In 1878, 130 East 64th St. was built as one of a row of speculative houses designed by James Edward Ware for Richard Hennessy. This townhouse was of the neo-Greco style. Twenty-four years later, Edward Durell Stone was born. At the age of 23, Stone attended the Exposition des Arts Decoratif Industriels et Modernes in Paris, establishing his role as a modern functionalist. In the years following, Stone worked at various firms in New York City. He was licensed as an architect in 1933. In the years following, Edward Durell Stone would design the Museum of Modern Art with Philip Goodwin in New York City. In 1954, Stone designed the United States Embassy at New Delhi, India. Two years later, Stone bought an “old brownstone house in New York, undistinguishable and drab” (Stone, 141), as he described it, which he would later alter according to his functionalist beliefs. In 1956, this drastic alteration was completed, transforming what was a revival style townhouse into a seemingly modern building. Nine years later, in 1965, the Landmarks Preservation Commission, New York City’s official governmental body regulating the historic resources of the built environment, was created under Mayor Wagner. In 1978, Edward Durell Stone died at the age of 76. Three years later, in 1981, the New York City Landmarks Preservation Commission designated a portion of the Upper East Side as a historic district. This historic district included the 130 East 64th St. This is noteworthy; while lawfully the Landmarks Preservation Commission was able to include this structure as a contributor to its historic district on the basis that the structure itself was more than 30 years old, the Upper East Side Historic District designation protected a building which was visibly modern. In other words, had Stone completely demolished the 130 East 64th St. instead of merely altering its façade, it is likely that the building would have been considered a non-contributing member to the historic district, if it was included at all and would thus be unprotected. Six years later, in 1987, much of the façade’s grille work was removed due to its deteriorating condition. This was done with the permission of the Landmarks Preservation Commission on the basis that it would be replaced as soon as possible. After a lengthy delay, the restoration was finally completed in November 1998 by Stone Architecture LLC, an architectural firm founded by Stone's youngest son, Hicks Stone. Initially, Hicks Stone sought to remove the concrete block screen completely in order to allow the greater penetration of light to the interior. The Landmarks Preservation Commission rejected this proposal on the basis that this would be too drastic of a change. This rejection is noteworthy as it demonstrates the acknowledgment of Edward Durell Stone as a modernist architect whose work is worthy of protection and preservation. In 2006, the owner, Andrew B. Cogan donated a façade easement to the National Architectural Trust Inc., thus further protecting the façade from alterations.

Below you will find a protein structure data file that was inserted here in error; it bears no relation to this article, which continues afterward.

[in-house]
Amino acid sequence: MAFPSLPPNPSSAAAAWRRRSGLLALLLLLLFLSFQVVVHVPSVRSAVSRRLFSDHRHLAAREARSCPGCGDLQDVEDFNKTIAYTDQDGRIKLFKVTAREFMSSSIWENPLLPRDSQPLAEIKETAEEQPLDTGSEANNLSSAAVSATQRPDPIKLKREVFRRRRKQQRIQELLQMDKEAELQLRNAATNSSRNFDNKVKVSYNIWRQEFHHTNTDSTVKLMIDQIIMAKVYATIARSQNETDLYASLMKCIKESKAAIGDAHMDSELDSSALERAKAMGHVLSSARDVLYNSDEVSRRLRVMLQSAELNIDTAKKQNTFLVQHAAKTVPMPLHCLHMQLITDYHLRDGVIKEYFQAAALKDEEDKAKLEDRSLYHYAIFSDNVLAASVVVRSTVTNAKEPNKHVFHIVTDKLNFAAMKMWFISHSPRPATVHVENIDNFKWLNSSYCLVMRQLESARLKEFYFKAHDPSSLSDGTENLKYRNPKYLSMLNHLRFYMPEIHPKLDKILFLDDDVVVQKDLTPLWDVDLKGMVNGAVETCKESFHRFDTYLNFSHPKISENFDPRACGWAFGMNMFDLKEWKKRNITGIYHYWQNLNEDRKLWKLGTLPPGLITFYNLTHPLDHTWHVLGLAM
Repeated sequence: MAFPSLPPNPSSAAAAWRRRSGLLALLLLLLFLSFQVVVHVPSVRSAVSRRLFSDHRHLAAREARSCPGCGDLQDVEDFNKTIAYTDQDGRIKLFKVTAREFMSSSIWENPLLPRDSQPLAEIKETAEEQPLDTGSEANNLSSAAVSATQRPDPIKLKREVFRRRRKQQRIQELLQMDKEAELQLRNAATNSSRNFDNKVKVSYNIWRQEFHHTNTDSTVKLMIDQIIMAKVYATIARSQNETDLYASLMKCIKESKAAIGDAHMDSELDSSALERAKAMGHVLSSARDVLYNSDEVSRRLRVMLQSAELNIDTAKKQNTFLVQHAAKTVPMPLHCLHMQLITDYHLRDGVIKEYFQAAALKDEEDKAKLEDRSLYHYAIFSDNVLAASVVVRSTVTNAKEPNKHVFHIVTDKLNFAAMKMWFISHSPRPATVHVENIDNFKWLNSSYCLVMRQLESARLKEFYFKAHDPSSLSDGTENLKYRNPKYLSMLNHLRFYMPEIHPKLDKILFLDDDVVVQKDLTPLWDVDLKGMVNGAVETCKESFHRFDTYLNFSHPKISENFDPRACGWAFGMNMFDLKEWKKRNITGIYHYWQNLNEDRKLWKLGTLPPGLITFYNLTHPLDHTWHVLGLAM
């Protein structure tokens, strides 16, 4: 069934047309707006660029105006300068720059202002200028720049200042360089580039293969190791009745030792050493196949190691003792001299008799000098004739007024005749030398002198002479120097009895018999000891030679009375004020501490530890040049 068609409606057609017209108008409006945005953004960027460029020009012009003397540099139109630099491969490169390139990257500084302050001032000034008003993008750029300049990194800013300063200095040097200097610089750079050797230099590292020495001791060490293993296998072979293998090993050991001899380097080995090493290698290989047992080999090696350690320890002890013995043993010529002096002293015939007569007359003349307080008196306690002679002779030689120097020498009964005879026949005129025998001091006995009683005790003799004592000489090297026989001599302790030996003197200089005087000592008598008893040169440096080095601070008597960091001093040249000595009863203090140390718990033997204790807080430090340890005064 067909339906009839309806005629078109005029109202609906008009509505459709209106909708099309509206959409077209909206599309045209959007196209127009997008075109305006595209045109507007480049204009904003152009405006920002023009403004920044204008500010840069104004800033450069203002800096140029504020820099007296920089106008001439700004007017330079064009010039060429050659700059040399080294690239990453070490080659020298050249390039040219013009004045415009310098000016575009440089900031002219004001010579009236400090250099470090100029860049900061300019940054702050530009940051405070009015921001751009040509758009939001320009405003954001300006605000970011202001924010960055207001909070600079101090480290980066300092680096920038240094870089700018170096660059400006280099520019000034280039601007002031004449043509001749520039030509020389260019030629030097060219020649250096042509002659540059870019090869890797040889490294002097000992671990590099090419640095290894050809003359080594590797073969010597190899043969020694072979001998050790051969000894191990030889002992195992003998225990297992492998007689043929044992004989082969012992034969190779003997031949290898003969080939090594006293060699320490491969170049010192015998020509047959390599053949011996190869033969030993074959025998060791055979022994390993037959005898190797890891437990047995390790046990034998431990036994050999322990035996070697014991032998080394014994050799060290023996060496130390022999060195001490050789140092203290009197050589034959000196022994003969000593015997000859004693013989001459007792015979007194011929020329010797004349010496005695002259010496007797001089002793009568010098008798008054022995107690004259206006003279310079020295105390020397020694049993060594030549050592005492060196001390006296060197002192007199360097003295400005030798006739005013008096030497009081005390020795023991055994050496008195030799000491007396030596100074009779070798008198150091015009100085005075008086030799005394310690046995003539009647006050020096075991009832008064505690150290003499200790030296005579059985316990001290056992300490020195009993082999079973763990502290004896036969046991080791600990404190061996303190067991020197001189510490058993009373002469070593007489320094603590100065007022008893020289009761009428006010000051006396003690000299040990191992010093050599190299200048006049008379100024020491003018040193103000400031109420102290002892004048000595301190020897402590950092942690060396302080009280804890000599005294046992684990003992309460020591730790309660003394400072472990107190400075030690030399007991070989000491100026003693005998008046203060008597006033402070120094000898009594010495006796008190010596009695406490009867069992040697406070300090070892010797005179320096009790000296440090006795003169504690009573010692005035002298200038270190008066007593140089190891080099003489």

General Assessment:
Text references:

Christopher Gray, “Edward Durell Stone and the Gallery of Modern Art, at 2 Columbus Circle; An Architect Who Looked Both Forward and Back “,The New York Times¸ October 27th, 2002.
Christopher Gray, “130 East 64th St.; The Mystery of Stone's Grille“, The New York Times: June 25th, 1989.